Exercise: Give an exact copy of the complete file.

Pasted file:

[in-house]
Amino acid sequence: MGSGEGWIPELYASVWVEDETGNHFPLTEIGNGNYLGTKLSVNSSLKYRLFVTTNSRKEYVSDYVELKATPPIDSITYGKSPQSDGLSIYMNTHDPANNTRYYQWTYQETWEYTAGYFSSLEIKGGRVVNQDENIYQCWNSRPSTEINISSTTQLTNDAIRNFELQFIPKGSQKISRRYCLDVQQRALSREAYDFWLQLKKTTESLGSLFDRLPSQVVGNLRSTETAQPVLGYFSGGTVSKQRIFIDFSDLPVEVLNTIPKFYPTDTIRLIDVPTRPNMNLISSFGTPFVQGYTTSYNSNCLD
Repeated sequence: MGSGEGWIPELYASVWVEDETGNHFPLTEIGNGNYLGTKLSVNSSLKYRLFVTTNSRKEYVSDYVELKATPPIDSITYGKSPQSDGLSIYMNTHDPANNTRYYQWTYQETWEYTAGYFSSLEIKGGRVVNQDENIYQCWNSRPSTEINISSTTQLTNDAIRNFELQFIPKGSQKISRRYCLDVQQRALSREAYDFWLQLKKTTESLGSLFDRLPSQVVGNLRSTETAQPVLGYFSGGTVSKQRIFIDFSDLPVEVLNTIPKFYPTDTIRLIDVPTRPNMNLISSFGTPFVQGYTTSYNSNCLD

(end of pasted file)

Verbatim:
[in-house]
Amino acid sequence: MGSGEGWIPELYASVWVEDETGNHFPLTEIGNGNYLGTKLSVNSSLKYRLFVTTNSRKEYVSDYVELKATPPIDSITYGKSPQSDGLSIYMNTHDPANNTRYYQWTYQETWEYTAGYFSSLEIKGGRVVNQDENIYQCWNSRPSTEINISSTTQLTNDAIRNFELQFIPKGSQKISRRYCLDVQQRALSREAYDFWLQLKKTTESLGSLFDRLPSQVVGNLRSTETAQPVLGYFSGGTVSKQRIFIDFSDLPVEVLNTIPKFYPTDTIRLIDVPTRPNMNLISSFGTPFVQGYTTSYNSNCLD
Repeated sequence: MGSGEGWIPELYASVWVEDETGNHFPLTEIGNGNYLGTKLSVNSSLKYRLFVTTNSRKEYVSDYVELKATPPIDSITYGKSPQSDGLSIYMNTHDPANNTRYYQWTYQETWEYTAGYFSSLEIKGGRVVNQDENIYQCWNSRPSTEINISSTTQLTNDAIRNFELQFIPKGSQKISRRYCLDVQQRALSREAYDFWLQLKKTTESLGSLFDRLPSQVVGNLRSTETAQPVLGYFSGGTVSKQRIFIDFSDLPVEVLNTIPKFYPTDTIRLIDVPTRPNMNLISSFGTPFVQGYTTSYNSNCLD